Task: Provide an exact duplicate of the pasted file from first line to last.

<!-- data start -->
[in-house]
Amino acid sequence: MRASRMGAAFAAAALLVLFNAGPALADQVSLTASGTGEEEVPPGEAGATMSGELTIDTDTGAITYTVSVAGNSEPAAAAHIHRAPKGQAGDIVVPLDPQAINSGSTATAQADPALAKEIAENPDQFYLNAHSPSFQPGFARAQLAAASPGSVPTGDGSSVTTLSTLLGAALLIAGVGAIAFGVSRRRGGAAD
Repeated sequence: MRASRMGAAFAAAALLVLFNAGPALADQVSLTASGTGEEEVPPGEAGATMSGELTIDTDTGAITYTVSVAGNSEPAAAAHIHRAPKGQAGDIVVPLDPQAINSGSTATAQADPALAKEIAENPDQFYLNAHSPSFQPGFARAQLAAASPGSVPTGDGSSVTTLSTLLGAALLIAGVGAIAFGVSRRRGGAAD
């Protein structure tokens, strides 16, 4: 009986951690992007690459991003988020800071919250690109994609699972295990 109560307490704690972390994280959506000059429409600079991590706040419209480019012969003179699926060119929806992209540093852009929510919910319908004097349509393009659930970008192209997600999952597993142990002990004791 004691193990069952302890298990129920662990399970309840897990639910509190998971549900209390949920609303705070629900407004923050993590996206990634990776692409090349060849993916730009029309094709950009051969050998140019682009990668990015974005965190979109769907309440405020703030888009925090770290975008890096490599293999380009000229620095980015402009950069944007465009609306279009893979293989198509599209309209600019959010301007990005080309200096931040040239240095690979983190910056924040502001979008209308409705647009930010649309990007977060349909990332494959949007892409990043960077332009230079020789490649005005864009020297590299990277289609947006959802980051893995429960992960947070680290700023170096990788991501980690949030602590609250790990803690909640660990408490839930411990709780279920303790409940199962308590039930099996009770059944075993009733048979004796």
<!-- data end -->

[in-house]
Amino acid sequence: MRASRMGAAFAAAALLVLFNAGPALADQVSLTASGTGEEEVPPGEAGATMSGELTIDTDTGAITYTVSVAGNSEPAAAAHIHRAPKGQAGDIVVPLDPQAINSGSTATAQADPALAKEIAENPDQFYLNAHSPSFQPGFARAQLAAASPGSVPTGDGSSVTTLSTLLGAALLIAGVGAIAFGVSRRRGGAAD
Repeated sequence: MRASRMGAAFAAAALLVLFNAGPALADQVSLTASGTGEEEVPPGEAGATMSGELTIDTDTGAITYTVSVAGNSEPAAAAHIHRAPKGQAGDIVVPLDPQAINSGSTATAQADPALAKEIAENPDQFYLNAHSPSFQPGFARAQLAAASPGSVPTGDGSSVTTLSTLLGAALLIAGVGAIAFGVSRRRGGAAD
């Protein structure tokens, strides 16, 4: 009986951690992007690459991003988020800071919250690109994609699972295990 109560307490704690972390994280959506000059429409600079991590706040419209480019012969003179699926060119929806992209540093852009929510919910319908004097349509393009659930970008192209997600999952597993142990002990004791 004691193990069952302890298990129920662990399970309840897990639910509190998971549900209390949920609303705070629900407004923050993590996206990634990776692409090349060849993916730009029309094709950009051969050998140019682009990668990015974005965190979109769907309440405020703030888009925090770290975008890096490599293999380009000229620095980015402009950069944007465009609306279009893979293989198509599209309209600019959010301007990005080309200096931040040239240095690979983190910056924040502001979008209308409705647009930010649309990007977060349909990332494959949007892409990043960077332009230079020789490649005005864009020297590299990277289609947006959802980051893995429960992960947070680290700023170096990788991501980690949030602590609250790990803690909640660990408490839930411990709780279920303790409940199962308590039930099996009770059944075993009733048979004796």